Rethinking agency procurement to protect Brilliant Creative Minds

Brilliant Creative Minds aims to stamp out behaviours that impact employee wellbeing and diminish creativity in the advertising and communications industry.

Crown Commercial Service’s Simon Soothill explains why we need a radical shake up of agency procurement to protect our industry’s Brilliant Creative Minds.

Poor mental health is the enemy of creativity in our industry. We know this both instinctively and from the data: a business that invests in creativity is more likely to increase productivity (78% agree), foster innovation (80% agree) and be competitive (79% agree).

This is never more the case than in advertising and content.  Advertising is all about creativity and the people who generate it – whether that is creativity in the traditional sense (impactful content), or creativity of strategic thought – it’s what clients pay money for.

Yet so often bad industry practices (from clients, agencies and procurement teams) are damaging wellbeing and, in turn, limiting creative potential. This might be why 64% of UK media and advertising employees have considered leaving the industry because their wellbeing is affected by work; and why the ad industry has a 30% staff turnover compared to a 10% UK average.

If our industry is to thrive, creativity needs to be protected at all costs, which is why Crown Commercial Service and Social & Local have launched Brilliant Creative Minds, with support from NABS and IPA.  The campaign seeks to change client, agency and procurement behaviours to protect employee wellbeing and, in turn, creativity. No one player has full control but together we can make a change

With key industry stakeholders including Tessa Gooding, director of communications at IPA, Tom Knox, chair of MullenLowe, Adam Skinner, CEO at OmniGOV, Manning Gottlieb OMD, Annie Gallimore, MD at Engine, and Tim Doust, founder at R&D Partners we are discussing the ways in which industry behaviour – our own included – affects employee wellbeing in a bid to find effective solutions.

For my part, I believe we need a radical rethink of the procurement process. The current model is broken – from both a wellbeing and output point of view, because, of course, you cannot separate good work from healthy, happy people.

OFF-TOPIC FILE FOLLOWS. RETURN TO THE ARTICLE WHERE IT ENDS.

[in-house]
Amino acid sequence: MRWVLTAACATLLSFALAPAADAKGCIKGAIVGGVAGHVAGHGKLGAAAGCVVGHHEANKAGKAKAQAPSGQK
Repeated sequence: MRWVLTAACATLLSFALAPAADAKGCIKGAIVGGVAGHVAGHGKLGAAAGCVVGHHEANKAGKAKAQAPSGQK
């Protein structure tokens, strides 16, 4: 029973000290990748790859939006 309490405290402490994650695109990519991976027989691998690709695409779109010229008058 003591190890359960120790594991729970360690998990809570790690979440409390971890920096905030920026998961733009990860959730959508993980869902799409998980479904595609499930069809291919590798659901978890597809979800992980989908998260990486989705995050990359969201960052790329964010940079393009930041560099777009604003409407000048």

Yet often it feels like the output gets lost in the process. Years ago, when I was working for a big corporate client, we appointed a lead creative agency in 14 working days. At the time we were patting ourselves on the back for turning everything around so quickly. But we shouldn’t have: the creative was rushed and nowhere near as good as it could have been, and the agency was burned out before even being appointed.

The current process where a multitude of agencies compete to get through a longlist, shortlist, chemistry meeting, then pitch isn’t any good for anyone. Certainly not for the agencies. Without a proper relationship with the client, access to their years of experience, research, and insight, the pitch is simply guesswork. One big, exhausting, time consuming, inefficient piece of guesswork.

When you think about it, how often does the pitch process ever result in a creative output that has actually been taken to market? I would love to know the answer, but there aren’t many examples that I can think of. So much energy, emotion, resources wasted – and that’s just for the winning agencies, don’t forget that every unsuccessful bid has hundreds of hours of work and personal sacrifices behind it too.

We need to shortcut the process of identifying agencies that clients want to work with. Only then should we start even start looking for creative answers. Let’s minimize the noise and maximize the output. Creativity is an iterative process – it takes time, conversation, working together. Without that ongoing discourse you won’t get there. And let’s be honest, you can’t have an in-depth, ongoing discourse simultaneously with 3 or 4 agencies through a pitch process. Why not appoint an agency who you think you’d like to work with, and then work together on the creative solution?

It's not how we’ve done things before, but that doesn’t mean we can’t change things now – putting people and their wellbeing front and centre, whilst drastically improving the creative output at the same time.

Simon Soothill is Category Director – Marketing, Communications & Research at Crown Commercial Service. Brilliant Creative Minds aims to stamp out behaviours that impact employee wellbeing and diminish creativity in the advertising and communications industry. By bringing together senior leaders from the client, agency, and procurement worlds the goal is a new Code of Conduct which eradicates practices that compromise mental health and wellbeing. The ambition is a diverse industry where people can freely develop their creative capability in an enriching work environment.

To help inform the development of the Code, Brilliant Creative Minds is looking for stories of good and bad practice from across the industry. Please visit: brilliantcreativeminds.org to share your views.

Last updated 07 October 2020